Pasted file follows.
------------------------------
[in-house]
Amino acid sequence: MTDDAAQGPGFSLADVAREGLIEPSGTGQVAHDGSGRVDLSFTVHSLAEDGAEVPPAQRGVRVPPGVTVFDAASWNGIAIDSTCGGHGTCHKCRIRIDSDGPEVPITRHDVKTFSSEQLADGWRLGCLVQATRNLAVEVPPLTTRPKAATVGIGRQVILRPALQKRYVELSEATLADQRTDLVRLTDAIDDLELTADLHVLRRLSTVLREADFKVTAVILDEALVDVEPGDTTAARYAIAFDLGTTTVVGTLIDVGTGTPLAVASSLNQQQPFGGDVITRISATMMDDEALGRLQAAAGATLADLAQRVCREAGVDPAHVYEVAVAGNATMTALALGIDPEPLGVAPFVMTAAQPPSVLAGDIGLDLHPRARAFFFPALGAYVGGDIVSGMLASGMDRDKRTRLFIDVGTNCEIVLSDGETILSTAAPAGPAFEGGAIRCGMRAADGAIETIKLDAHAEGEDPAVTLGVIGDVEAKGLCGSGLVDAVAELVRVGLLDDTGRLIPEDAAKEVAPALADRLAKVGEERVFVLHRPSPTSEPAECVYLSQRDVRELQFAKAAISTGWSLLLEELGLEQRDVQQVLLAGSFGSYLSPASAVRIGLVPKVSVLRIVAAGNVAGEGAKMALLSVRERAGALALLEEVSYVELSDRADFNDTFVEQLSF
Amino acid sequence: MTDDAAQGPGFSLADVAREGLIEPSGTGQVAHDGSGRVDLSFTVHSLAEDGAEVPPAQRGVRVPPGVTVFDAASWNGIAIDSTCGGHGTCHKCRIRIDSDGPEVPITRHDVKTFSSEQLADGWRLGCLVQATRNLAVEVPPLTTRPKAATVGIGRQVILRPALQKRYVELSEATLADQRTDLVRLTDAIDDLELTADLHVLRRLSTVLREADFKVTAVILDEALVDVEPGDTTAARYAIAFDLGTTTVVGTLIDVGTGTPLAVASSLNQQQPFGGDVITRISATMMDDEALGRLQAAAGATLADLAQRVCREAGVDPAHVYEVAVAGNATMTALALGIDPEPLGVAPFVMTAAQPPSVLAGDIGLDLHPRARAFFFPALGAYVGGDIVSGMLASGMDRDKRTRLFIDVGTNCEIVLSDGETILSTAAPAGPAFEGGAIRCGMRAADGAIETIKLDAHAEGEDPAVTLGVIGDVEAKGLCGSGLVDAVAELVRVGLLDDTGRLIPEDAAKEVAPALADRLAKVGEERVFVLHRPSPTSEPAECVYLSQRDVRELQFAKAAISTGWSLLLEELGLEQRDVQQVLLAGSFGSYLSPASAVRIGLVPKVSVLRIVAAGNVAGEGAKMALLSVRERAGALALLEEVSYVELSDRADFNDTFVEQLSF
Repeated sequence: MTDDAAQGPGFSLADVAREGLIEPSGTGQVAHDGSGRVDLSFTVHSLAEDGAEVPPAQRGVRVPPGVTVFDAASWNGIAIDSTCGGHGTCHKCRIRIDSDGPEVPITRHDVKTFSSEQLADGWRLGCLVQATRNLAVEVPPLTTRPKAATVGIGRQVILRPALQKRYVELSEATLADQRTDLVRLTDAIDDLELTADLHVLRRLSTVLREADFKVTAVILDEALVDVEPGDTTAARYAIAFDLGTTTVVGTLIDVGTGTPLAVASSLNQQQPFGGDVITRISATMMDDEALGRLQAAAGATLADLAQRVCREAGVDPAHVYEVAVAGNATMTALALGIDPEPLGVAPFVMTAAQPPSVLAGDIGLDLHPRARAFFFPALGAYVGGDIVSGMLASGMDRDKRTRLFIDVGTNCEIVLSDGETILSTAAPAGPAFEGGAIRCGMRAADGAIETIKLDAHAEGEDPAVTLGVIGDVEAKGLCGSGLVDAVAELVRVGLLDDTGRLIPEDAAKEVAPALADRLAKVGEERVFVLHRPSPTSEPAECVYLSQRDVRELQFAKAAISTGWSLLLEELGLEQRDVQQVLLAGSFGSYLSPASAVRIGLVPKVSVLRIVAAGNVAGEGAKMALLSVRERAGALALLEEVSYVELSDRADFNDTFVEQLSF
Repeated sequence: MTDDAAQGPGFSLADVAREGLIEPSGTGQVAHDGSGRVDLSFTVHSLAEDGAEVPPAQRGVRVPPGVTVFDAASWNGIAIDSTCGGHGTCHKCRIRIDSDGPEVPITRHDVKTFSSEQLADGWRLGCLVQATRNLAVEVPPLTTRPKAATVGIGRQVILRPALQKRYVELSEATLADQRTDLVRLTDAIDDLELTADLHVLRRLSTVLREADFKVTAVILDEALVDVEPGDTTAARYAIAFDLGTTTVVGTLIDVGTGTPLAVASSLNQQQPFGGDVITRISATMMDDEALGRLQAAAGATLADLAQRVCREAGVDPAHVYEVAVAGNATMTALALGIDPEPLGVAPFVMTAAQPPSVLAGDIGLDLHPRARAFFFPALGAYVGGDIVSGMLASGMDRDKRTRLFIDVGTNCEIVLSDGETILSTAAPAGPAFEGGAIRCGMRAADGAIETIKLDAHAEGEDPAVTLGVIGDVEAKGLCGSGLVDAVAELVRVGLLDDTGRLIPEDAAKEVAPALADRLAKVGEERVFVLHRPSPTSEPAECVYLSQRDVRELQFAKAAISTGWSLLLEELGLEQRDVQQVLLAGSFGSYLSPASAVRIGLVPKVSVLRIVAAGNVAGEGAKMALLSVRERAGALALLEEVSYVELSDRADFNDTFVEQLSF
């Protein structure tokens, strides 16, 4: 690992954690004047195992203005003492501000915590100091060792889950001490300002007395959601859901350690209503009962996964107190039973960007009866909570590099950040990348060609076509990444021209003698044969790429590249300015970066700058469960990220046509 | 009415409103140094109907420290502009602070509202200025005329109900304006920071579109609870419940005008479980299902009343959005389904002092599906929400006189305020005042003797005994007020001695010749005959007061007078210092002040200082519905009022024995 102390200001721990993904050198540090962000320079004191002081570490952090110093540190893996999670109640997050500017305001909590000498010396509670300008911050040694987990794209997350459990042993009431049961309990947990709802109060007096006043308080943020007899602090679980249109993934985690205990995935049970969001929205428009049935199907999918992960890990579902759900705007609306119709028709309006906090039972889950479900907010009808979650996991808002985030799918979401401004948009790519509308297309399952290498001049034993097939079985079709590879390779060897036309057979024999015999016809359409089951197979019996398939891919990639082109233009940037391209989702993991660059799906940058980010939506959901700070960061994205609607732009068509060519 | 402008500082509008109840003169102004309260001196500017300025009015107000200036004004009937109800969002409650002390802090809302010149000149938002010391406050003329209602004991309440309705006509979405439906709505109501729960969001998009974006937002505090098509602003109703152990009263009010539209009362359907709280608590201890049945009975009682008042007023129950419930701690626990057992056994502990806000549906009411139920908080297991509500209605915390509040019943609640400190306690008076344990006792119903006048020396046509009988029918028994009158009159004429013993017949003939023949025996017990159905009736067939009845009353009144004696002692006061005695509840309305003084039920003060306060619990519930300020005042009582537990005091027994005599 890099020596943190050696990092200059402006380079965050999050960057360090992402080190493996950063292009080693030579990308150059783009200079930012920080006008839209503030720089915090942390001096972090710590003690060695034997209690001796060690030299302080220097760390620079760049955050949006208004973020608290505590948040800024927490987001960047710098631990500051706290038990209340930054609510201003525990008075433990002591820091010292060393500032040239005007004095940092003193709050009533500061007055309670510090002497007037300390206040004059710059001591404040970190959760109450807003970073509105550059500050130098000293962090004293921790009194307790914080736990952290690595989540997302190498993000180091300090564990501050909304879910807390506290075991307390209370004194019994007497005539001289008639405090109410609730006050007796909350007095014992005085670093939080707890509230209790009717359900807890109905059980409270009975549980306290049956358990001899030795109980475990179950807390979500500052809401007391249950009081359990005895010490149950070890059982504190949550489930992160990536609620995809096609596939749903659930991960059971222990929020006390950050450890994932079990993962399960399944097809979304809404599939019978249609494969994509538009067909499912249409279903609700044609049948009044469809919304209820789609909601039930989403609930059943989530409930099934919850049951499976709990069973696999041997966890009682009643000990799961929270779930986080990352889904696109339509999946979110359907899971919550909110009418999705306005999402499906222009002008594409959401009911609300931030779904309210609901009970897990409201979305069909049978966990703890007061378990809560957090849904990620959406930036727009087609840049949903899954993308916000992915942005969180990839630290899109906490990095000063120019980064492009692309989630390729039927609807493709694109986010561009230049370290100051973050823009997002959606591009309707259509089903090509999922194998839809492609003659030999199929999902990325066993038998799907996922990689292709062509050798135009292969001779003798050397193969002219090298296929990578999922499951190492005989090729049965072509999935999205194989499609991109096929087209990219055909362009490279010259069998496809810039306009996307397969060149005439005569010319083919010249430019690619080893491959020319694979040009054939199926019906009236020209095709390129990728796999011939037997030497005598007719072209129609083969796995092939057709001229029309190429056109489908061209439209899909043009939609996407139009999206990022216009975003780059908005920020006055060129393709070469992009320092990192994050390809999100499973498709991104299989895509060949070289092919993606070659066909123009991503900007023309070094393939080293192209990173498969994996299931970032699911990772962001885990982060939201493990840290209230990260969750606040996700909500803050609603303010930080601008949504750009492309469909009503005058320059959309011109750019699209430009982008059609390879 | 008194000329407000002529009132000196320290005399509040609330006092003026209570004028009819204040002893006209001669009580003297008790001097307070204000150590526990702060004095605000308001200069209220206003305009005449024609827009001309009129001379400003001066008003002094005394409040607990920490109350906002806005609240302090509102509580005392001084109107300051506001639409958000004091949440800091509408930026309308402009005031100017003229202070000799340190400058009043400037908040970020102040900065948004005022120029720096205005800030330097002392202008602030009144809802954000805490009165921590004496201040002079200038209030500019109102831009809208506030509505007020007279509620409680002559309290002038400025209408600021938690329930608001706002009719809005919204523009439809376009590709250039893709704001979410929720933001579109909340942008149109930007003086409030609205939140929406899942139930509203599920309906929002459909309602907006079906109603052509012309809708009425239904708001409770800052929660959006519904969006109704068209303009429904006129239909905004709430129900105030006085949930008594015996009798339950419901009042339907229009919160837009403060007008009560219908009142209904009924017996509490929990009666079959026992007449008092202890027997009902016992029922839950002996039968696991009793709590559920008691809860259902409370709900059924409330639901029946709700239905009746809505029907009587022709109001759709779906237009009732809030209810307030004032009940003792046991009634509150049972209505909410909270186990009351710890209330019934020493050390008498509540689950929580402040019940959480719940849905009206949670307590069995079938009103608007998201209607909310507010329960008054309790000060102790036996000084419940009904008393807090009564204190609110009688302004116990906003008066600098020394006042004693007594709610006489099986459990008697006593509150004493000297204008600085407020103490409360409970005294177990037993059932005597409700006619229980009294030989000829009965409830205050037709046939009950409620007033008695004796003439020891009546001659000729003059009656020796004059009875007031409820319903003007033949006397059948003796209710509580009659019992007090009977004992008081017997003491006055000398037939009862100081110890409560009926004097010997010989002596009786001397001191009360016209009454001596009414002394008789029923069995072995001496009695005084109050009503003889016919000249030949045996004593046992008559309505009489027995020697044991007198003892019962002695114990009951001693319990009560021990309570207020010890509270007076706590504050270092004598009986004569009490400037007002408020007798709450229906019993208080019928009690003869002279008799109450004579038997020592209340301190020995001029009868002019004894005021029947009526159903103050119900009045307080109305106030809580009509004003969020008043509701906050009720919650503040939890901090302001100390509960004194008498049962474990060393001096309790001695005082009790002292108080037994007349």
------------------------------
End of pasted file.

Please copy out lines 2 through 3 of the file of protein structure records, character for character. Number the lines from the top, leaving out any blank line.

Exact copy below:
Amino acid sequence: MTDDAAQGPGFSLADVAREGLIEPSGTGQVAHDGSGRVDLSFTVHSLAEDGAEVPPAQRGVRVPPGVTVFDAASWNGIAIDSTCGGHGTCHKCRIRIDSDGPEVPITRHDVKTFSSEQLADGWRLGCLVQATRNLAVEVPPLTTRPKAATVGIGRQVILRPALQKRYVELSEATLADQRTDLVRLTDAIDDLELTADLHVLRRLSTVLREADFKVTAVILDEALVDVEPGDTTAARYAIAFDLGTTTVVGTLIDVGTGTPLAVASSLNQQQPFGGDVITRISATMMDDEALGRLQAAAGATLADLAQRVCREAGVDPAHVYEVAVAGNATMTALALGIDPEPLGVAPFVMTAAQPPSVLAGDIGLDLHPRARAFFFPALGAYVGGDIVSGMLASGMDRDKRTRLFIDVGTNCEIVLSDGETILSTAAPAGPAFEGGAIRCGMRAADGAIETIKLDAHAEGEDPAVTLGVIGDVEAKGLCGSGLVDAVAELVRVGLLDDTGRLIPEDAAKEVAPALADRLAKVGEERVFVLHRPSPTSEPAECVYLSQRDVRELQFAKAAISTGWSLLLEELGLEQRDVQQVLLAGSFGSYLSPASAVRIGLVPKVSVLRIVAAGNVAGEGAKMALLSVRERAGALALLEEVSYVELSDRADFNDTFVEQLSF
Amino acid sequence: MTDDAAQGPGFSLADVAREGLIEPSGTGQVAHDGSGRVDLSFTVHSLAEDGAEVPPAQRGVRVPPGVTVFDAASWNGIAIDSTCGGHGTCHKCRIRIDSDGPEVPITRHDVKTFSSEQLADGWRLGCLVQATRNLAVEVPPLTTRPKAATVGIGRQVILRPALQKRYVELSEATLADQRTDLVRLTDAIDDLELTADLHVLRRLSTVLREADFKVTAVILDEALVDVEPGDTTAARYAIAFDLGTTTVVGTLIDVGTGTPLAVASSLNQQQPFGGDVITRISATMMDDEALGRLQAAAGATLADLAQRVCREAGVDPAHVYEVAVAGNATMTALALGIDPEPLGVAPFVMTAAQPPSVLAGDIGLDLHPRARAFFFPALGAYVGGDIVSGMLASGMDRDKRTRLFIDVGTNCEIVLSDGETILSTAAPAGPAFEGGAIRCGMRAADGAIETIKLDAHAEGEDPAVTLGVIGDVEAKGLCGSGLVDAVAELVRVGLLDDTGRLIPEDAAKEVAPALADRLAKVGEERVFVLHRPSPTSEPAECVYLSQRDVRELQFAKAAISTGWSLLLEELGLEQRDVQQVLLAGSFGSYLSPASAVRIGLVPKVSVLRIVAAGNVAGEGAKMALLSVRERAGALALLEEVSYVELSDRADFNDTFVEQLSF